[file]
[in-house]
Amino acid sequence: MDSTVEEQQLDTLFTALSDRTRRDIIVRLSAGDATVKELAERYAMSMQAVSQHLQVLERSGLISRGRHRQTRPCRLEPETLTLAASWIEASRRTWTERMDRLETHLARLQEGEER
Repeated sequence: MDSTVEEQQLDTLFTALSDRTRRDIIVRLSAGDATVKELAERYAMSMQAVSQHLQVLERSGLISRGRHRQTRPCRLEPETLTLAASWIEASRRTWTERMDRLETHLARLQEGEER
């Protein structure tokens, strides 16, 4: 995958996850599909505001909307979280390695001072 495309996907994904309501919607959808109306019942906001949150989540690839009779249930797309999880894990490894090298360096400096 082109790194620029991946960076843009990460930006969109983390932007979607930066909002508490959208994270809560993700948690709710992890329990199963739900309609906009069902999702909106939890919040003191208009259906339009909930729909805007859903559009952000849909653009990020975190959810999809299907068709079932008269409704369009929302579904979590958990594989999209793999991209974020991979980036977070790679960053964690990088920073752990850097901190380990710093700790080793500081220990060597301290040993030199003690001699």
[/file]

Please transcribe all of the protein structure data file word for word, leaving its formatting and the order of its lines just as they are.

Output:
[in-house]
Amino acid sequence: MDSTVEEQQLDTLFTALSDRTRRDIIVRLSAGDATVKELAERYAMSMQAVSQHLQVLERSGLISRGRHRQTRPCRLEPETLTLAASWIEASRRTWTERMDRLETHLARLQEGEER
Repeated sequence: MDSTVEEQQLDTLFTALSDRTRRDIIVRLSAGDATVKELAERYAMSMQAVSQHLQVLERSGLISRGRHRQTRPCRLEPETLTLAASWIEASRRTWTERMDRLETHLARLQEGEER
């Protein structure tokens, strides 16, 4: 995958996850599909505001909307979280390695001072 495309996907994904309501919607959808109306019942906001949150989540690839009779249930797309999880894990490894090298360096400096 082109790194620029991946960076843009990460930006969109983390932007979607930066909002508490959208994270809560993700948690709710992890329990199963739900309609906009069902999702909106939890919040003191208009259906339009909930729909805007859903559009952000849909653009990020975190959810999809299907068709079932008269409704369009929302579904979590958990594989999209793999991209974020991979980036977070790679960053964690990088920073752990850097901190380990710093700790080793500081220990060597301290040993030199003690001699």